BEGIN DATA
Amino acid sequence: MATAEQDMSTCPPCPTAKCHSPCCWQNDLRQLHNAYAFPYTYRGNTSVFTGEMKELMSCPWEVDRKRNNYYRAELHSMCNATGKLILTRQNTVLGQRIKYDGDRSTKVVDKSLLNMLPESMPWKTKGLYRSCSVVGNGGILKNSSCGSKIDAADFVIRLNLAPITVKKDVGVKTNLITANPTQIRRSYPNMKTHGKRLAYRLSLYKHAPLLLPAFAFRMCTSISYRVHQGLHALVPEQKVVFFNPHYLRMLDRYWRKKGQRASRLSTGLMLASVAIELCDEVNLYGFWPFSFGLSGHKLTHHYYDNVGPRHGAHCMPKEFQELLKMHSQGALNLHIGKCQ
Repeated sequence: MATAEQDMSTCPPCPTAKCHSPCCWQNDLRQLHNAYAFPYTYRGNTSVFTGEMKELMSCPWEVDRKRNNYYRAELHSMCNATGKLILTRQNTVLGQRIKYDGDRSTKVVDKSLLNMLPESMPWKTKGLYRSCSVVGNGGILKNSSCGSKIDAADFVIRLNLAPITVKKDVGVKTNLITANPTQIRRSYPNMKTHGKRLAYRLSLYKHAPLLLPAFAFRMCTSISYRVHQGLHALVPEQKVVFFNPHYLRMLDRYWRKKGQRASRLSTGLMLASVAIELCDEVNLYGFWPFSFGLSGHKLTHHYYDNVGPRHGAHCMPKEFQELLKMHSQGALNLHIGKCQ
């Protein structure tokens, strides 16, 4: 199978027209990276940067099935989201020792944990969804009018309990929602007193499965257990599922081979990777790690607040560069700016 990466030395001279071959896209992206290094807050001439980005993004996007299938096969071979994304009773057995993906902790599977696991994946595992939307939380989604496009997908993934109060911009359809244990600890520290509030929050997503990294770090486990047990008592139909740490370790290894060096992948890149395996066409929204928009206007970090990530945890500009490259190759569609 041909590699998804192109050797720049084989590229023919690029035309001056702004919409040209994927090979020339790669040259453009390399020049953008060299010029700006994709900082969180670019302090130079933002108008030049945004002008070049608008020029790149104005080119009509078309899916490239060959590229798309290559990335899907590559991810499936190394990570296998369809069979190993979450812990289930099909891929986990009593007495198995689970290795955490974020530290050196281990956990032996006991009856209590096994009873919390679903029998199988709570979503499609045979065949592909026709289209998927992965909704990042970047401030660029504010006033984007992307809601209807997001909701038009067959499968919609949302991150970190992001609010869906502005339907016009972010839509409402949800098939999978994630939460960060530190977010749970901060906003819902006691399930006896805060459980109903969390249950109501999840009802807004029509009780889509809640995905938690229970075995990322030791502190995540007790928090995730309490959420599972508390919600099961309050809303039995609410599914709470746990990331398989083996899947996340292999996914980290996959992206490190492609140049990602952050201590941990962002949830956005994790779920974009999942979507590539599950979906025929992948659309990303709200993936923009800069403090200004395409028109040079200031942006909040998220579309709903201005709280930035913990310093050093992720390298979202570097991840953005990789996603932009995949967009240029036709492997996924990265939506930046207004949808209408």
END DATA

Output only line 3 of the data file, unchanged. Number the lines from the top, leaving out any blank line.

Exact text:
């Protein structure tokens, strides 16, 4: 199978027209990276940067099935989201020792944990969804009018309990929602007193499965257990599922081979990777790690607040560069700016 990466030395001279071959896209992206290094807050001439980005993004996007299938096969071979994304009773057995993906902790599977696991994946595992939307939380989604496009997908993934109060911009359809244990600890520290509030929050997503990294770090486990047990008592139909740490370790290894060096992948890149395996066409929204928009206007970090990530945890500009490259190759569609 041909590699998804192109050797720049084989590229023919690029035309001056702004919409040209994927090979020339790669040259453009390399020049953008060299010029700006994709900082969180670019302090130079933002108008030049945004002008070049608008020029790149104005080119009509078309899916490239060959590229798309290559990335899907590559991810499936190394990570296998369809069979190993979450812990289930099909891929986990009593007495198995689970290795955490974020530290050196281990956990032996006991009856209590096994009873919390679903029998199988709570979503499609045979065949592909026709289209998927992965909704990042970047401030660029504010006033984007992307809601209807997001909701038009067959499968919609949302991150970190992001609010869906502005339907016009972010839509409402949800098939999978994630939460960060530190977010749970901060906003819902006691399930006896805060459980109903969390249950109501999840009802807004029509009780889509809640995905938690229970075995990322030791502190995540007790928090995730309490959420599972508390919600099961309050809303039995609410599914709470746990990331398989083996899947996340292999996914980290996959992206490190492609140049990602952050201590941990962002949830956005994790779920974009999942979507590539599950979906025929992948659309990303709200993936923009800069403090200004395409028109040079200031942006909040998220579309709903201005709280930035913990310093050093992720390298979202570097991840953005990789996603932009995949967009240029036709492997996924990265939506930046207004949808209408």